catherinef
03-24-2010, 06:51 AM
I've said this before, but being fat was exhausting to me. Physically, emotionally, mentally. I was tired all the time, and I kept going, but I was doing that through sheer force of will. I don't think I fully realized just how tiring it was until I'd started to really lose weight. Having to plan ahead how I was going to do ANYTHING, if I had something I could wear that would be appropriate for the situation and not look too awful, worrying that the chairs would all be tiny, constantly worrying about how fat I looked, feeling awkward and as if I were taking up entirely too much space...so many things that sapped my energy and made me sad and hopelessly alienated from life and other people.

I am truly glad that other people haven't found it so challenging, and didn't let being fat overwhelm their lives and prevent them from being happy, but I am so not one of those people. It made me miserable and wore me out.

rockinrobin
03-24-2010, 08:33 AM
I've said this before, but being fat was exhausting to me. Physically, emotionally, mentally. I was tired all the time, and I kept going, but I was doing that through sheer force of will. I don't think I fully realized just how tiring it was until I'd started to really lose weight. Having to plan ahead how I was going to do ANYTHING, if I had something I could wear that would be appropriate for the situation and not look too awful, worrying that the chairs would all be tiny, constantly worrying about how fat I looked, feeling awkward and as if I were taking up entirely too much space...so many things that sapped my energy and made me sad and hopelessly alienated from life and other people.

I am truly glad that other people haven't found it so challenging, and didn't let being fat overwhelm their lives and prevent them from being happy, but I am so not one of those people. It made me miserable and wore me out.

Once again you've gotten my feelings down on paper to a "T".

The portion that I underlined I'd like to embellish on for a bit.

I knew I was exhausted and miserable, that I knew. But what I didn't know is just how much energy a "regular weight" person could have!!!! I was shocked by that. I've said this dozens of times, I knew being slim would be marvelous, but I hadn't a clue it would be THIS marvelous and so all encompassing to each and every area of my life. Right down to cleaning the toilets, doing the laundry, going to the bank, the dentist, grocery shopping and then all of the good stuff.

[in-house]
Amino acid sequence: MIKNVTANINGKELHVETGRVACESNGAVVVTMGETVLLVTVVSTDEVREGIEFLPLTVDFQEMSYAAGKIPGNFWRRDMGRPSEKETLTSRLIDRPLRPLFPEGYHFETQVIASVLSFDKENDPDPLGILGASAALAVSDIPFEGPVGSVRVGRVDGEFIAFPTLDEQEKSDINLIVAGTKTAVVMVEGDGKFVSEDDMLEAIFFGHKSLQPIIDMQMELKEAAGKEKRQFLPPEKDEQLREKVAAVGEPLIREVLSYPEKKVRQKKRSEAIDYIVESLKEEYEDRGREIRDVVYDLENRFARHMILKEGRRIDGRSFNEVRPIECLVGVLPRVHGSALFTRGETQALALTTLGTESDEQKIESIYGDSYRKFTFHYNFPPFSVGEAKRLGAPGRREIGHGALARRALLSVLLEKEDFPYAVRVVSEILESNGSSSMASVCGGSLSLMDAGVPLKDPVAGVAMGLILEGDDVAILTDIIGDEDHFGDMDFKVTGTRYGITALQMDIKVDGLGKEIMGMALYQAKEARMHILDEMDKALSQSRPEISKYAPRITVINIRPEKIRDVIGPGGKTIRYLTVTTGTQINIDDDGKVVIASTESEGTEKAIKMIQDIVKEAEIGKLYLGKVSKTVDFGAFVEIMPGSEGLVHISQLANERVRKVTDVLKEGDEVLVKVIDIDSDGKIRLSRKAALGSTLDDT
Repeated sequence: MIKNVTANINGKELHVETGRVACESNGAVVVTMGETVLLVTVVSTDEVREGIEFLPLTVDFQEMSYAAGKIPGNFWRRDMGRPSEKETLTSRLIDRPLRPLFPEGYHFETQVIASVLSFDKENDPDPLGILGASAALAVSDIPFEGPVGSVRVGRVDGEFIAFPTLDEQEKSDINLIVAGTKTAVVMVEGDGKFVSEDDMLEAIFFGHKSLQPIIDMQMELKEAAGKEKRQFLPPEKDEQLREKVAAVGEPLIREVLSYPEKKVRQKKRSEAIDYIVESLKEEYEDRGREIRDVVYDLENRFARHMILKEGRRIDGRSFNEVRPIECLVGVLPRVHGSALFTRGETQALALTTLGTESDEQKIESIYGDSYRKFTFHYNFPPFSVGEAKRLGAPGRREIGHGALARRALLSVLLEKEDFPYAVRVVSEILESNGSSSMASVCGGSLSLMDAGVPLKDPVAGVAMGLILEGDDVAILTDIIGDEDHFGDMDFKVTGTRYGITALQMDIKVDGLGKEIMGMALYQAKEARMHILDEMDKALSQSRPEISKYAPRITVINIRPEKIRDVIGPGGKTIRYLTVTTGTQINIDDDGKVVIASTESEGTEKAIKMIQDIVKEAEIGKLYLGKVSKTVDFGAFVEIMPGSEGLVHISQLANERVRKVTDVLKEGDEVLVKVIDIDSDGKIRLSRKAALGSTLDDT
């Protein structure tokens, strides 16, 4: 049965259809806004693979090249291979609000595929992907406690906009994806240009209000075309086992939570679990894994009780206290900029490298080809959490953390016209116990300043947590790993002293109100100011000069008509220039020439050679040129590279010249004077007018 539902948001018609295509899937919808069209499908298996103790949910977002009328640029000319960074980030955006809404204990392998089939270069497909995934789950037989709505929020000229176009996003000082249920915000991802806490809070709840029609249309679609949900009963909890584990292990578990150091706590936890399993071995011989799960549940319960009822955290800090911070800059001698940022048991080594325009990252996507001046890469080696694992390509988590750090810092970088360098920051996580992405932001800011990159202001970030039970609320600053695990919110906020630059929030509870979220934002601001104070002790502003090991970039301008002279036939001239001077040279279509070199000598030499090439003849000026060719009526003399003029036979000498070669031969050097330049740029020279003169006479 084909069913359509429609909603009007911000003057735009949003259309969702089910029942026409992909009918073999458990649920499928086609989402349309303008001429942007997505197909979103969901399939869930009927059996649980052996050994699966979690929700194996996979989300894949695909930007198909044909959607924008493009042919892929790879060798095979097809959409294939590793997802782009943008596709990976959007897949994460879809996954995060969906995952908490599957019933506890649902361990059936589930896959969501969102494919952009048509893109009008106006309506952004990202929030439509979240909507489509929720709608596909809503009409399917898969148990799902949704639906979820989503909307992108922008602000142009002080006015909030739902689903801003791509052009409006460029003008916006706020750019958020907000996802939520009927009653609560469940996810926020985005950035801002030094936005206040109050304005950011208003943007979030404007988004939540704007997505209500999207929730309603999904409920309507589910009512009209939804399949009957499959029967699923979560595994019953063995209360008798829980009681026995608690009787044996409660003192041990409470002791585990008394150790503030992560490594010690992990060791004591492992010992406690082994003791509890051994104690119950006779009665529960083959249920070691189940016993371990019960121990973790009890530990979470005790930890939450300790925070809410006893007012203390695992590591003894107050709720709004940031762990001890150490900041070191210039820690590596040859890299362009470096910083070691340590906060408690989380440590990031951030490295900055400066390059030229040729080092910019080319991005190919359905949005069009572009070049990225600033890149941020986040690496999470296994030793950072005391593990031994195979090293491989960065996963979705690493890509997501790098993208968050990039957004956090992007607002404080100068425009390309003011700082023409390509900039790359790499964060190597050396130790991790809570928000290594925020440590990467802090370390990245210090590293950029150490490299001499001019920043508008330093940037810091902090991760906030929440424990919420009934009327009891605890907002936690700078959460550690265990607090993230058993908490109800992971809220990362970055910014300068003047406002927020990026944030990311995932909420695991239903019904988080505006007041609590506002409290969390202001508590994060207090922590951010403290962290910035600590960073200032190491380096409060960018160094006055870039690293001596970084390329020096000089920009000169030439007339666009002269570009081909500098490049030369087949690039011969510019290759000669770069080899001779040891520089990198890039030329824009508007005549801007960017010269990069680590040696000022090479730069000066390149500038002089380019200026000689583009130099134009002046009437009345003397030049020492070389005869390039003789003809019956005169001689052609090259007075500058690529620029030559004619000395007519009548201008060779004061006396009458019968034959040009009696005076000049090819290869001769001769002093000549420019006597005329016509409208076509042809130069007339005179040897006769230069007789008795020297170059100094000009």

I often think that we get so used to be so *uncomfortable*, always, always compensating (gosh, I HATED that compensating) that we think that this is the norm. That it's okay. And we get complacent. You forget how good it could be, or if you never knew, well even worse - because you never knew. I think people just truly don't know what they're missing. Because it really is beyond one's imagination. It's something you can't quite grasp until you've experienced it. Hindsight.

I wish there were a way for each and every person to walk around slim for a week and then I am fairly certain that the overwhelming majority would then do whatever is required to get and stay there. But they just don't know. I certainly didn't.

I'm sure this looks *wrong* written down here. And if it does, I apologize. I wish I could get this across in a better way, but on the net, I can't. I mean no offense, it's just that I want everyone to feel this feeling. Then they would know, that adhering to a healthy lifestyle is no work. but a joy and a blessing.

Ack, still coming out wrong...

Eliana
03-24-2010, 08:48 AM
Really??? nothing was ever harder in your whole life than being fat??? I guess both of us led really sheltered lives LOL

I have to say, down 100 lbs and granted some to go, I feel good but I felt fine fat! I know it sounds like I'm living in a dream world, but I was always energetic, always happy (real happiness not fake clown crying on the inside BS) lol, never felt bad, never felt looked down upon for being heavy, never avoided things because i was fat, always loved crowds and fun and going places, always had a ton of energy and climbed mountains at 300 lbs !! I'm a crazy person I guess!!!

Yep, you're a rare bird. ;) A rare and wonderfully delightful rare bird. The world needs more people like you. :D

Take everything you said, flip it to the opposite, and that's been my experience. I am not "me" in this body. There's an avatar out there with this tiny little person inside a fat person. That's me...fighting to get out. And every time the scale goes over exactly 212 pounds, I know it. My joints tell me straight away the moment that happens. My knees and my feet both protest. Even my shoulders protest! I get winded just doing up my shoes or worse, just bending over to pick something up.

Eliana
03-24-2010, 08:54 AM
I do miss the old me, who had little or no concern with my weight and health because I had more important things to do.

Really? I can not imagine. It's so interesting to gain perspectives like this on message boards. I couldn't be more different. I'm so very much not me right now, not productive, not at all the best "me" I can be because I'm very simply NOT. ME. I used to be confident and energetic and a real hard working go-getter. Now I do what I have to just to get by. That's true in every aspect of my life except, thankfully, with exercise. I think exercise is the stepping stone back to the person who used to take on the world.